A Final Case Study of SCALE Activities at California State University, Northridge: How Institutional Context Influenced a K–20 STEM Education Change Initiative
WCER Working Paper No. 2009-5
Matthew T. Hora and Susan B. Millar
June 2009, 82 pp.
ABSTRACT: This qualitative case study reports on processes and outcomes of the National Science Foundation (NSF)–funded System-Wide Change for All Learners and Educators (SCALE) project at the California State University, Northridge (CSUN). It addresses a critical challenge in studying systemic reform in complex organizations: the lack of methodologies that incorporate technical, social, cultural, and cognitive elements. Guiding questions include (a) how the institutional context influenced the project, (b) whether project activities affected science, technology, engineering, and mathematics (STEM) instruction, interdisciplinary collaboration on preservice programs, and inter-institutional collaboration on in-service programs, and (c) if and how change initiatives are accepted and incorporated. In-depth interviews (N = 34), relevant documents, and observation data were collected in 2006 and 2007. Findings identified several factors that supported and several that inhibited achievement of SCALE goals. Supportive factors included reform efforts already underway at CSUN, an institutional mission emphasizing undergraduate education, an active social network of STEM educators, and faculty experienced with inquiry-based STEM instruction. Inhibiting factors included a heavy faculty and staff workload, a lack of pedagogical training for new faculty hires, a limited pipeline of preservice science majors, funding limitations, and a pervasive sentiment that scientific legitimacy is equated with basic research and not teaching expertise. Into this context, SCALE introduced two activities, including thirteen 5-day science professional development workshops for 270 Los Angeles Unified School District (LAUSD) personnel, and four 15-day math professional development workshops for 83 LAUSD personnel. The project’s success was limited by the absence of SCALE leaders at CSUN, and the subsequent lack of an explicit theory of institutional change for CSUN. Instead, SCALE engaged CSUN as primarily a site for its already existing math and science institutes, and largely ceded the effort at institutional transformation to chance and the extant reforms at CSUN. An enduring lesson from this study is that efforts to change the culture of teaching and learning in STEM departments should focus on illuminating and then shifting the pervasive cultural schema that faculty hold for teaching and learning. This analysis suggests that shaping the culture of an organization may require comprehensive efforts to change the structural, social, and symbolic milieuin which individuals operate, in addition to efforts to change the cognitive processes that constitute individuals’habits of mind. To accomplish this, leaders are encouraged to (a) conduct regular institutional assessments prior to program planning, (b) design neutral spaces in which different groups may interact, (c) recruit a skilled culture-broker when working with interdisciplinary groups, (d) marshal existing resources and reform projects to collectively target key leverage points, and (e) focus on developing cohorts of STEM educators in specific departments.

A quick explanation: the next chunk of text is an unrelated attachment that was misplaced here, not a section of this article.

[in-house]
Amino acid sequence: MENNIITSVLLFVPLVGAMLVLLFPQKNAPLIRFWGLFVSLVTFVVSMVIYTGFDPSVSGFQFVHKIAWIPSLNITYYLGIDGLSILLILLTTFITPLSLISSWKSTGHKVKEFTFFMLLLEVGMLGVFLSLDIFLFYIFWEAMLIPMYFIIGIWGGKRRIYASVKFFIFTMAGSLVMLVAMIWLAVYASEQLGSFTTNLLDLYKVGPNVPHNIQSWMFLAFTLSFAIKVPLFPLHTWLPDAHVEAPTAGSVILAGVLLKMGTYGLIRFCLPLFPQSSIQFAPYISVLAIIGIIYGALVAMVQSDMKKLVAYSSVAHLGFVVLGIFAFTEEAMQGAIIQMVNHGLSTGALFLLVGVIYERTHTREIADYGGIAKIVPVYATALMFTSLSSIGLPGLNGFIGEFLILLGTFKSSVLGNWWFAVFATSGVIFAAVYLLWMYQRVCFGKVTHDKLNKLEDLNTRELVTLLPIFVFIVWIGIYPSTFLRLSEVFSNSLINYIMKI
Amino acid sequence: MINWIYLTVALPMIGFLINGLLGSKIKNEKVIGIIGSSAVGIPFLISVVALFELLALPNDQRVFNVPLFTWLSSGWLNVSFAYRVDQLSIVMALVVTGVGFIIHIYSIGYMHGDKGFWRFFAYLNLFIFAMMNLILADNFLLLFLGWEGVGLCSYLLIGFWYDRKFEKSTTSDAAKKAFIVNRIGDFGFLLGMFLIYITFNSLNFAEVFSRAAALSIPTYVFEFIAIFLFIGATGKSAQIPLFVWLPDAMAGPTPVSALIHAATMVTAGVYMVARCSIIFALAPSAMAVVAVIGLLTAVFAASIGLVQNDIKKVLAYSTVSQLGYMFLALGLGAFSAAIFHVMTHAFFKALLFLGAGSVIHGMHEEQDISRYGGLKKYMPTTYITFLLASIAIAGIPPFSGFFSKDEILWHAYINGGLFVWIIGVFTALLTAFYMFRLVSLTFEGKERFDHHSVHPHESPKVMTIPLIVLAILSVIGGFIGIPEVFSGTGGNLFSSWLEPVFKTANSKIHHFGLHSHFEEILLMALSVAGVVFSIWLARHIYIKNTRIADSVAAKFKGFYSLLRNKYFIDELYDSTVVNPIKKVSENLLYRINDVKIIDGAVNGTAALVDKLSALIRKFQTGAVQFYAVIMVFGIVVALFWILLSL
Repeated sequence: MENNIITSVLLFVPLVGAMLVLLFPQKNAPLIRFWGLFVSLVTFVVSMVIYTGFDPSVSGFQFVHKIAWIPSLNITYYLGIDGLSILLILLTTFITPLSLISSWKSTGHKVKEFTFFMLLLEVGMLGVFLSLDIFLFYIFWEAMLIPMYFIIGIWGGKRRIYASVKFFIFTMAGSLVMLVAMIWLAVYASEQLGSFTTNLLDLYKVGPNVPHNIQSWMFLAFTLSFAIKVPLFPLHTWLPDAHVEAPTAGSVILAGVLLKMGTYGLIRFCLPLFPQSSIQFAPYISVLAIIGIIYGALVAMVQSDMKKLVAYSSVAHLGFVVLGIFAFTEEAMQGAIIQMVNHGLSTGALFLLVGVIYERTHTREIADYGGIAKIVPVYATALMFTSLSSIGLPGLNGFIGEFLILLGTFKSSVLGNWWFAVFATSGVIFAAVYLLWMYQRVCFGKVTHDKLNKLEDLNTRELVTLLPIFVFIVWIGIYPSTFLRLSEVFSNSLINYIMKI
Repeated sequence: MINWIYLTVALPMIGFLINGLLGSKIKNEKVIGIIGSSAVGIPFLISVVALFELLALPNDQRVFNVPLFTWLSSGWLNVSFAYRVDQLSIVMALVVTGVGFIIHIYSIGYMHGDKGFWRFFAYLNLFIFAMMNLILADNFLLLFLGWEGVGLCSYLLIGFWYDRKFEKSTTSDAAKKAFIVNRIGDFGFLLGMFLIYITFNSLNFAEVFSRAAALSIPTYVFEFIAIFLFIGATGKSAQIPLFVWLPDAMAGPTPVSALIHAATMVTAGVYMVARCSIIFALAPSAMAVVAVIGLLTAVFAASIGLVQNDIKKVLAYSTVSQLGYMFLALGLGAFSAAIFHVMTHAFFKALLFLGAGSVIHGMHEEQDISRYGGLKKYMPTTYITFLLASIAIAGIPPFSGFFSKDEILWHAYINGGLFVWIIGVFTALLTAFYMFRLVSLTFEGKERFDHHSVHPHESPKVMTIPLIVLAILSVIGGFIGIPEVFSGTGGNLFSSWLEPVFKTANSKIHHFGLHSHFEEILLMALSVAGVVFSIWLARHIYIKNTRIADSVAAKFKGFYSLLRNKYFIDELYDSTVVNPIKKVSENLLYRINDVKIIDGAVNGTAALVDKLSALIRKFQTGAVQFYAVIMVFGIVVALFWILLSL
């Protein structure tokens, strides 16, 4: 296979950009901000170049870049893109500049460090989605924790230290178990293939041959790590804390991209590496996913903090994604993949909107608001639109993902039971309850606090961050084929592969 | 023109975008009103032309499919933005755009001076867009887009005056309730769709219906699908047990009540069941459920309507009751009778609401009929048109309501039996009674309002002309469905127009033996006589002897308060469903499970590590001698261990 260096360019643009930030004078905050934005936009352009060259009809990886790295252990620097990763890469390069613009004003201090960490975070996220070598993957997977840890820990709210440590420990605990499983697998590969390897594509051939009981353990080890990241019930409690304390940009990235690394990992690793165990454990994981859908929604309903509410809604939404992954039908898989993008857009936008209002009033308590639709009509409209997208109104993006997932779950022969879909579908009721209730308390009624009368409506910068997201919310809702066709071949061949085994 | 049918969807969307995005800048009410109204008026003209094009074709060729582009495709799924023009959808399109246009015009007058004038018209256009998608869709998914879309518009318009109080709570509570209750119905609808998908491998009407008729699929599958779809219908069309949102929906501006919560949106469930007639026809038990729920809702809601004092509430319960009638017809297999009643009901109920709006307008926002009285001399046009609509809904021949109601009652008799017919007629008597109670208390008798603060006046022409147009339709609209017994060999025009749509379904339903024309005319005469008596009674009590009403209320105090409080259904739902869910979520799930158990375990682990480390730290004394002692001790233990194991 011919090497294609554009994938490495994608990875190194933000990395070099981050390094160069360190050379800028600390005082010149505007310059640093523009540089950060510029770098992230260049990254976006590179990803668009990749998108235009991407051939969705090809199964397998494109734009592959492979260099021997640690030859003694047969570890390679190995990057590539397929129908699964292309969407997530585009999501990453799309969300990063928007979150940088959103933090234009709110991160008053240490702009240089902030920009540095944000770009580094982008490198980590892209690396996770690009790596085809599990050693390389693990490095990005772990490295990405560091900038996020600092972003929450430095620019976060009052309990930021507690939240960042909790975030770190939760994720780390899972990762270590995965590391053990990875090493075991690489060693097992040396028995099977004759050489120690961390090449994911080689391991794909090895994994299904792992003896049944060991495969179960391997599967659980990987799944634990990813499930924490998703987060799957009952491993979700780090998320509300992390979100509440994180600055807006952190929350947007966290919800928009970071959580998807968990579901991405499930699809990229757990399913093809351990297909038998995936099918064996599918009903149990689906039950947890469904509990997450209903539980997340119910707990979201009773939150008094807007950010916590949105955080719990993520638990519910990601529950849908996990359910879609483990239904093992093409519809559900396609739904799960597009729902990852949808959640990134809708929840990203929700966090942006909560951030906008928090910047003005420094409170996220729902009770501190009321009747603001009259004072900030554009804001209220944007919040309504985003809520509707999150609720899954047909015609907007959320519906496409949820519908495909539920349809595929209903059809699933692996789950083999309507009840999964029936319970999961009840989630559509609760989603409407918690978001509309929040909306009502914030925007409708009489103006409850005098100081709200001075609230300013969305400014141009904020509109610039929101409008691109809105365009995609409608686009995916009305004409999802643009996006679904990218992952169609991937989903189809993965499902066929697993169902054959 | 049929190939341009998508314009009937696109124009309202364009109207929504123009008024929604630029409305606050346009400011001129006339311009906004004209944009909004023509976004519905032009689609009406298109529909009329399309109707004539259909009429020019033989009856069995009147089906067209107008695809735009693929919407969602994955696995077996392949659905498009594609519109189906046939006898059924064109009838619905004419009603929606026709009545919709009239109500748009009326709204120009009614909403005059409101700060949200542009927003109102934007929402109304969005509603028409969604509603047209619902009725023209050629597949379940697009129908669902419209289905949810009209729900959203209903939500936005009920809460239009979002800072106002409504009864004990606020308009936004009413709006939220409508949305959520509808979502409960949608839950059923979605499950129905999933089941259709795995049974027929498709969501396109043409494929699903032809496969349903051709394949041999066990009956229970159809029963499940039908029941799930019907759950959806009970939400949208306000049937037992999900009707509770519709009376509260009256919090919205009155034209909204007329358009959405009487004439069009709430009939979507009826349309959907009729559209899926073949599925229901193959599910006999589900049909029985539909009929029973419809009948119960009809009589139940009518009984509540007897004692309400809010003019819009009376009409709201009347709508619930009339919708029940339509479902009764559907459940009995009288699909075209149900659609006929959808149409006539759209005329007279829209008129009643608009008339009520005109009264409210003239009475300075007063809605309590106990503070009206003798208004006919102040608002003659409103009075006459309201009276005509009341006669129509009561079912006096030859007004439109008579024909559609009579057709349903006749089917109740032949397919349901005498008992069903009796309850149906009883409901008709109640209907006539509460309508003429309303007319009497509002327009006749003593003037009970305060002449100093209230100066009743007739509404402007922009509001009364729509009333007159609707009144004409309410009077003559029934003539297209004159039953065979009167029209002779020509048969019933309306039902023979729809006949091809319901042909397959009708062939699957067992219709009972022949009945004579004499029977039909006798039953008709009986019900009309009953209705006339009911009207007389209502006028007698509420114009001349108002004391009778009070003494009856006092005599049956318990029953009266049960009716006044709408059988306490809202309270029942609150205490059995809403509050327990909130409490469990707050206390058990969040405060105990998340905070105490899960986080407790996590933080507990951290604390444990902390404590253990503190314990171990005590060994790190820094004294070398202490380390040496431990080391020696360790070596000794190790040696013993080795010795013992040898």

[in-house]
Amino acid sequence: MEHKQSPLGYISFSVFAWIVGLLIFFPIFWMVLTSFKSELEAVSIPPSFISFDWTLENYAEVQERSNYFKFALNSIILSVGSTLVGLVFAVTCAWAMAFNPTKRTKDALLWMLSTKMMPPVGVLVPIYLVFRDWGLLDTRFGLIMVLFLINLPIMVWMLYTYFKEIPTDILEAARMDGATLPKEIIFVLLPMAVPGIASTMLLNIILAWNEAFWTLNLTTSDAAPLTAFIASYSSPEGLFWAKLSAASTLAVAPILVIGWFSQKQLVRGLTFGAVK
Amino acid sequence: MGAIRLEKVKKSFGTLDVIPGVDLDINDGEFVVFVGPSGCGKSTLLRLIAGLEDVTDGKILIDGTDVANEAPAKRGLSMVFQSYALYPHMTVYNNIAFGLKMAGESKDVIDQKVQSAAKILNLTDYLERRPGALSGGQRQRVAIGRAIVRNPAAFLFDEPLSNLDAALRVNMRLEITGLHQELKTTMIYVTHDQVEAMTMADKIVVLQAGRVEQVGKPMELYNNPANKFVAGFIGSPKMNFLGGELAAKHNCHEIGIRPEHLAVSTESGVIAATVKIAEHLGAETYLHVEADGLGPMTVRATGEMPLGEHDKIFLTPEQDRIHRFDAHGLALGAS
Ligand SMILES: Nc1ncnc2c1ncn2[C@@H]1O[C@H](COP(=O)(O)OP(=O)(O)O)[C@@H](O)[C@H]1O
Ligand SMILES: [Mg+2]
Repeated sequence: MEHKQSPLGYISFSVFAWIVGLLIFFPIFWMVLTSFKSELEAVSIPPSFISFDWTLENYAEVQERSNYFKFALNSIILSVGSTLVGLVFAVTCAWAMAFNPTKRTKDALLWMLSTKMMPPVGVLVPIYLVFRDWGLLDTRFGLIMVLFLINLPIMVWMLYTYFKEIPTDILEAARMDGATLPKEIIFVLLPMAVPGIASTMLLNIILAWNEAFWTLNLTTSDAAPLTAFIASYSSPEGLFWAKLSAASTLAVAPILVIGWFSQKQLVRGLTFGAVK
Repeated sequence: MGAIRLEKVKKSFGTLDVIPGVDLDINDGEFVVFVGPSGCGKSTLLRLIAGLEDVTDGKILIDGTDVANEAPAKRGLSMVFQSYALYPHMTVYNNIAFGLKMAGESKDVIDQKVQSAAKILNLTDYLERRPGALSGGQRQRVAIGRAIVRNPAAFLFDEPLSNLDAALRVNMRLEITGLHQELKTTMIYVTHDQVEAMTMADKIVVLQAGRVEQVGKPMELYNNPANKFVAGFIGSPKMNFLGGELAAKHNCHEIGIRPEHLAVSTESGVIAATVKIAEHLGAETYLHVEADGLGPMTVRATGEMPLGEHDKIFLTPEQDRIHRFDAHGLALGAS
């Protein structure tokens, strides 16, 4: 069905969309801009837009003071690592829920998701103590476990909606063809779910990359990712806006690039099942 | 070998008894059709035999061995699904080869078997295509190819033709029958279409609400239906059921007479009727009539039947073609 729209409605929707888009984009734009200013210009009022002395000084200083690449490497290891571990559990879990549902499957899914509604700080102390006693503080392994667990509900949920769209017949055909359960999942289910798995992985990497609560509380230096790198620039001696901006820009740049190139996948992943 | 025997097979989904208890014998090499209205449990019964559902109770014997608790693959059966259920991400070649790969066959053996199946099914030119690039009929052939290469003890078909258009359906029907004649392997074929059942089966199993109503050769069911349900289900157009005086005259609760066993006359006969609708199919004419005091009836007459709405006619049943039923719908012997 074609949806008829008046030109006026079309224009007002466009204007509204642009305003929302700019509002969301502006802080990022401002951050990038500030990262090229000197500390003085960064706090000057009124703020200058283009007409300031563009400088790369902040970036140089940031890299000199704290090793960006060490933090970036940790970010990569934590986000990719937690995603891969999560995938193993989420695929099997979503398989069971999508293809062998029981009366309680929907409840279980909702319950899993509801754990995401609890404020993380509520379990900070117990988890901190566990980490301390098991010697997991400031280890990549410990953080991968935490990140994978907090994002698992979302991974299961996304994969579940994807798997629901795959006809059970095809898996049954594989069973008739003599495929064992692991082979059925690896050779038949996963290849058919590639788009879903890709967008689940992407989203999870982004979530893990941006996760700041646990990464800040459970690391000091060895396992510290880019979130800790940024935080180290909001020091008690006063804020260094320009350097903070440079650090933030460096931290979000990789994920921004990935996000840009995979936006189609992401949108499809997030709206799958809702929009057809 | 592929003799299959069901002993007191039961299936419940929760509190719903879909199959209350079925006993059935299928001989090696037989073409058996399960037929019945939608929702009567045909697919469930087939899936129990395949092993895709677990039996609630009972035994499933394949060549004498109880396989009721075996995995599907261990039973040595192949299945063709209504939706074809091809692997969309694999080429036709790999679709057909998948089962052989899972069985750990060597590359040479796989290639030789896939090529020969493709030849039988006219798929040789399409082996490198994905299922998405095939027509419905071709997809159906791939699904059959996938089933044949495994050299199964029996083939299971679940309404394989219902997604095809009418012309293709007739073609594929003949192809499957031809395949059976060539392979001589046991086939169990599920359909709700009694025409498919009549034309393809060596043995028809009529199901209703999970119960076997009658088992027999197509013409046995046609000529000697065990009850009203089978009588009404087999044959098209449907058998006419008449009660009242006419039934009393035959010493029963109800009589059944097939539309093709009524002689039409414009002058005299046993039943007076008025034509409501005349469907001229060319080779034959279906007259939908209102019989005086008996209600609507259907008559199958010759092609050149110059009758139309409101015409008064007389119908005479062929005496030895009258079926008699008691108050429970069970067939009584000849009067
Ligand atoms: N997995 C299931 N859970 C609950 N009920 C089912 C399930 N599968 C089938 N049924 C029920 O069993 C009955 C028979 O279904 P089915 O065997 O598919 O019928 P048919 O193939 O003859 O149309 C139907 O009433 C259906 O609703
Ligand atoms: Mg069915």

keywords: STEM Education Reform; Organizational Culture; Higher Education; Institutional Assessment; Leadership